NGC 7027

In Cygnus

From Jim Kaler's STARS; Return to Planetary Nebulae

NGC 7027 NGC 7027
"Exceedingly bright" (Curtis). NGC 7027 lies in the thick of the Milky Way in Cygnus, 5.5 degrees southeast of Deneb. With no popular name or following, it's not only among the most examined of planetary nebulae, but is without much doubt historically among the most enigmatic, mostly the result of a huge amount of local circum-nebular dust that grossly distorts the optical view and hides the central star, giving the appearance that this planetary has none at all (which could not possibly be the case). On the left is Curtis's century old composite drawing that gives a good sense of 7027's appearance through a modestly large telescope. On the right is the spectacular Hubble view, a composite of optical and infrared images, that (1) shows that the nebula has a common bi-polar structure (already known from radio images), (2) reveals the central star, and (3) dramatically shows the dark dust lanes that hide much of the nebula in the visible part of the spectrum.

Compare the two. In the old image on the left, north is directly to the top, while in the Hubble image, north is tilted from the top to the left by about 15 degrees. The visual structure on the left is then quite obviously the result of the nebula's light shining through the regions that are clear of the dark dust, which cuts across the center, hiding the star. The dust, both circum-nebular and interstellar, reduces the brightness of even the optical view by more than three magnitudes. In spite of the odd structure and dust, NGC 7027 is the standard object against which the measured brightnesses of other nebulae are compared.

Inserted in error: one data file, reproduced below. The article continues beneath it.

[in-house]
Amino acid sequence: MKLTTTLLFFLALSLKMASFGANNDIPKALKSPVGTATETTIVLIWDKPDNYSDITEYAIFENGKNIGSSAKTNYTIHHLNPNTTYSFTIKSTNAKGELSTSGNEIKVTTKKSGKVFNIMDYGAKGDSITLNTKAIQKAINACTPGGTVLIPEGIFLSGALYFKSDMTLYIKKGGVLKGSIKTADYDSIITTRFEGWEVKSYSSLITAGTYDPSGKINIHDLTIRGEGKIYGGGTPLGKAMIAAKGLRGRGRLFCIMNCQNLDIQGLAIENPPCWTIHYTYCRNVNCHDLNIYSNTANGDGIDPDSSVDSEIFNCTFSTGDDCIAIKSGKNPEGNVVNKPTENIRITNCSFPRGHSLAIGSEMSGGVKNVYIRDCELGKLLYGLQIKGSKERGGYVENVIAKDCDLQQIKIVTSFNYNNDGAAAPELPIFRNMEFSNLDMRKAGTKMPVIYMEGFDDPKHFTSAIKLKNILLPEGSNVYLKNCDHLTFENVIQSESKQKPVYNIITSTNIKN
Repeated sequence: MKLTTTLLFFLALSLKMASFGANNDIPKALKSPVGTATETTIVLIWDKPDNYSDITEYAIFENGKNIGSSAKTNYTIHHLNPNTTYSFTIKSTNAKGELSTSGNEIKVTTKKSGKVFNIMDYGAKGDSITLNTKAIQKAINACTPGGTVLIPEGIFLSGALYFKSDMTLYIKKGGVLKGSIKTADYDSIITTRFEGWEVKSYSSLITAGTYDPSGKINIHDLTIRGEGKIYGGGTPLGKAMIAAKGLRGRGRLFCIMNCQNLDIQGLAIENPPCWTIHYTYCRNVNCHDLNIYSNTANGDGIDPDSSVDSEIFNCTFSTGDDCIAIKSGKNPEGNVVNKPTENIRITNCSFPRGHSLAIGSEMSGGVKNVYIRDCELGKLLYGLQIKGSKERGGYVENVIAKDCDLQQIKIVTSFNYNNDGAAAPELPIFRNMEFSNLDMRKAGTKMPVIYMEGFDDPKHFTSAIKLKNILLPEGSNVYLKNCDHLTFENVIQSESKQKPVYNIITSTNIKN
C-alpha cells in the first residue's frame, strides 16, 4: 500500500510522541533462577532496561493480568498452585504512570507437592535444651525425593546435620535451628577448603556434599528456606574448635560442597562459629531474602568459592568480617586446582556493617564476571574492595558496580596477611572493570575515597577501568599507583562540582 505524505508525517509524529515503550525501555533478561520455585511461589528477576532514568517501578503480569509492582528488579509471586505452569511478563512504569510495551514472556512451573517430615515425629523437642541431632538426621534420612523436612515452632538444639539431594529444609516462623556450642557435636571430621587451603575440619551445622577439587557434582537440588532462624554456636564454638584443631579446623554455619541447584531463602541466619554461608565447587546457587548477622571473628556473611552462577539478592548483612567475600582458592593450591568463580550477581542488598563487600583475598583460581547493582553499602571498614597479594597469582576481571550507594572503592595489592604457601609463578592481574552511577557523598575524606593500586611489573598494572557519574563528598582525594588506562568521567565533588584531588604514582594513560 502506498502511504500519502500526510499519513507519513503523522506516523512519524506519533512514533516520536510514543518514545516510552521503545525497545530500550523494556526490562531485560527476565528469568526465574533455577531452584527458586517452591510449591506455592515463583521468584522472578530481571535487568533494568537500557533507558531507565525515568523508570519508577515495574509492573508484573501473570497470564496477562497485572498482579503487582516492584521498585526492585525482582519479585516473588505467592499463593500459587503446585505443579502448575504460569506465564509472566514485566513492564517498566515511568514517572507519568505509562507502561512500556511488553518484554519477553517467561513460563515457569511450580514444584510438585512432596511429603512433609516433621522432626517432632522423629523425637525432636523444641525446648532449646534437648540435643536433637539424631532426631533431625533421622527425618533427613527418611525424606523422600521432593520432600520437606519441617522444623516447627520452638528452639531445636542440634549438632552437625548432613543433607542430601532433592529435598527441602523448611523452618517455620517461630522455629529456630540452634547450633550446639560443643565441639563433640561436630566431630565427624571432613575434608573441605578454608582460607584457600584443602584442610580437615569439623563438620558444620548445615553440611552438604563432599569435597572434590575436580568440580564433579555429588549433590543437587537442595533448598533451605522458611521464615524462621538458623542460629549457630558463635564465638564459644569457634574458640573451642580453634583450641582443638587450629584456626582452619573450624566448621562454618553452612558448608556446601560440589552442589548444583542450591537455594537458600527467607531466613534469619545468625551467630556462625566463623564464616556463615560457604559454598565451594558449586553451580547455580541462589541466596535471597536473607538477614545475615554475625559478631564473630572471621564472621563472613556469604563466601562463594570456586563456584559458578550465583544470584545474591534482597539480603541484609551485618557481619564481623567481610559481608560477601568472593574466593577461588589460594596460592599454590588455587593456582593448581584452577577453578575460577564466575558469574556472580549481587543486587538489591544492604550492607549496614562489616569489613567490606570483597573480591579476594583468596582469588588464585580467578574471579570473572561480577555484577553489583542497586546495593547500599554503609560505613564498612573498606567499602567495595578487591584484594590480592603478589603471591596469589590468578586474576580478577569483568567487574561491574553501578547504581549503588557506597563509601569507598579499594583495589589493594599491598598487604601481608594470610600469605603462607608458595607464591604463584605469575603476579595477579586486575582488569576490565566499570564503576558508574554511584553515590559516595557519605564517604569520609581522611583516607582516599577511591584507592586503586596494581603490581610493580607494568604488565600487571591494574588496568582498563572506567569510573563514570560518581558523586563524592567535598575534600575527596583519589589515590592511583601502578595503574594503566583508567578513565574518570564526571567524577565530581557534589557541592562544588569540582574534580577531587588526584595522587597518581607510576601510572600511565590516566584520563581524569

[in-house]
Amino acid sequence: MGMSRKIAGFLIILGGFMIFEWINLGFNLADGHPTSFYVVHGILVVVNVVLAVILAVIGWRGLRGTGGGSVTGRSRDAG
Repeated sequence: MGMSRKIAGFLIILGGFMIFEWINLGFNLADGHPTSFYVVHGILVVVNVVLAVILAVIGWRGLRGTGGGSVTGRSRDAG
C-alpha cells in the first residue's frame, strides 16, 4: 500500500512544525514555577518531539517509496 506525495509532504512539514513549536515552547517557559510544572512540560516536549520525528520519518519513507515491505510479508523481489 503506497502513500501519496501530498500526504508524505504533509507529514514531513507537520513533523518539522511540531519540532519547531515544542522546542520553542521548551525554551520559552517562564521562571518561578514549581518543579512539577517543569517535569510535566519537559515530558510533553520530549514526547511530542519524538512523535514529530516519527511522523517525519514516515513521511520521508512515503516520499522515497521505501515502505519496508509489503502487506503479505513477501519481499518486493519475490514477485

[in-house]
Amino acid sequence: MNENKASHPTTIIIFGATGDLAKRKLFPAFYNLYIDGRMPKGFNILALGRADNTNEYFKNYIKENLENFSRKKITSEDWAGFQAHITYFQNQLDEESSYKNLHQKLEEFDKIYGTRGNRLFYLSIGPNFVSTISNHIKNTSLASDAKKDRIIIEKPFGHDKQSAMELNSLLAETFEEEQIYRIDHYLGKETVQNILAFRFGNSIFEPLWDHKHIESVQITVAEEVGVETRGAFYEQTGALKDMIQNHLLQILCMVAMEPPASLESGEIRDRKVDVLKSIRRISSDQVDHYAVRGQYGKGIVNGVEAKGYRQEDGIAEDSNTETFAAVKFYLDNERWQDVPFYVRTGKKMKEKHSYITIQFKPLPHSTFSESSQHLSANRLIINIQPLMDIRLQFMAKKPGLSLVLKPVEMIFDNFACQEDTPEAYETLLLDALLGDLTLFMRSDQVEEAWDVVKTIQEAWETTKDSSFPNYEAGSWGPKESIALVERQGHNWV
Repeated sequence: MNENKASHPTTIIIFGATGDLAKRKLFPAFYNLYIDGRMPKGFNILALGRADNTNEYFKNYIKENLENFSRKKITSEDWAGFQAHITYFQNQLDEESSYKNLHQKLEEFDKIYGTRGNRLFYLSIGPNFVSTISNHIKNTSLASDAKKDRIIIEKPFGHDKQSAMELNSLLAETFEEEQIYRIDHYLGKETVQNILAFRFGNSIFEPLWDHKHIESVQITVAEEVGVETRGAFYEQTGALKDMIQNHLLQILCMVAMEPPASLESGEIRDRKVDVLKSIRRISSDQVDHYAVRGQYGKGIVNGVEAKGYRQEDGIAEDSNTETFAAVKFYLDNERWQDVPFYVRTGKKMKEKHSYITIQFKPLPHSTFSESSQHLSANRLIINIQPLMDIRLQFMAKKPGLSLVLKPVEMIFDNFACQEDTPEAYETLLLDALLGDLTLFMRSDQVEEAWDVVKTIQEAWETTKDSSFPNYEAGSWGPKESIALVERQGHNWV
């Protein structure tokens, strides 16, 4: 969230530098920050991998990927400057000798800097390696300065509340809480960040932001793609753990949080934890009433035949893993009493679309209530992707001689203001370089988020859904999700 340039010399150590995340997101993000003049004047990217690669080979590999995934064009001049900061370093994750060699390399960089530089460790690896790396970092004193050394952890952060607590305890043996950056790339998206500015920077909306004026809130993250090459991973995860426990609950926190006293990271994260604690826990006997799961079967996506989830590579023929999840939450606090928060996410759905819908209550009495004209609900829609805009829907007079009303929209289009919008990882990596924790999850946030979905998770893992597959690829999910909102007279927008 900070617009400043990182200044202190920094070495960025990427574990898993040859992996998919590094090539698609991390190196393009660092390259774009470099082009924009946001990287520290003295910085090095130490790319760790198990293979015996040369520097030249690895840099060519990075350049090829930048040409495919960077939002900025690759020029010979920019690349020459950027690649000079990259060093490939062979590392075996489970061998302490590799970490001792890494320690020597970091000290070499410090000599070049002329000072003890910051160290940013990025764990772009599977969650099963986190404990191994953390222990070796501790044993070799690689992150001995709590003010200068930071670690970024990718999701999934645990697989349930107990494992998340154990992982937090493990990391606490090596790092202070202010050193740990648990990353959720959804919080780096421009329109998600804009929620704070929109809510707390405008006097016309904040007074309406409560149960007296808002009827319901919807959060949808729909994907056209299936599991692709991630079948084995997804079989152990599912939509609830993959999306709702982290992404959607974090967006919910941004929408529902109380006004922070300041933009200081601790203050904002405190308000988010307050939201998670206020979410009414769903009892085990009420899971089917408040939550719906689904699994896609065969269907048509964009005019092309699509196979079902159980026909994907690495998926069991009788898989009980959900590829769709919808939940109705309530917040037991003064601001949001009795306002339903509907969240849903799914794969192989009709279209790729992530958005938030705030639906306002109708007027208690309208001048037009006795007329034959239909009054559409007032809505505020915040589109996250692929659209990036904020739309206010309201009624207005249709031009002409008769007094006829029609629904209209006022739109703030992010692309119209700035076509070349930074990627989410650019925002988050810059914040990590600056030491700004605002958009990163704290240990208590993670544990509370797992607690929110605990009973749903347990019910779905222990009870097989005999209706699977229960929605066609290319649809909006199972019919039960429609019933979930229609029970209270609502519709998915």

The distance of 2900 light years (known with an accuracy of about 15 percent) is found by comparing the expansion of the radio image with an expansion velocity of around 18 kilometers per second (though one source suggests 2200 ly). With a maximum angular extent of 16 seconds of arc, the nebula has a physical span of just under a quarter of a light year. The temperature of the 16th magnitude (16.3) exciting star, 185,000 Kelvin, is one of the highest known. Still in a heating and shrinking phase at near constant luminosity, the star pumps out the energy of 5000 Suns, the vast majority of it in the energetic ultraviolet. Highly enriched in carbon from nuclear reactions in the precursor advanced giant star, as the nebula grows and dissipates, it will add another load of this and other newly- created elements into the interstellar medium for use by the new stars yet to come.

Left: Image and quote by H. D. Curtis from Publications of the Lick Observatory, Volume 13, Part III, 1918. Right: William B. Latter (SIRTF Science Center/Caltech) and NASA.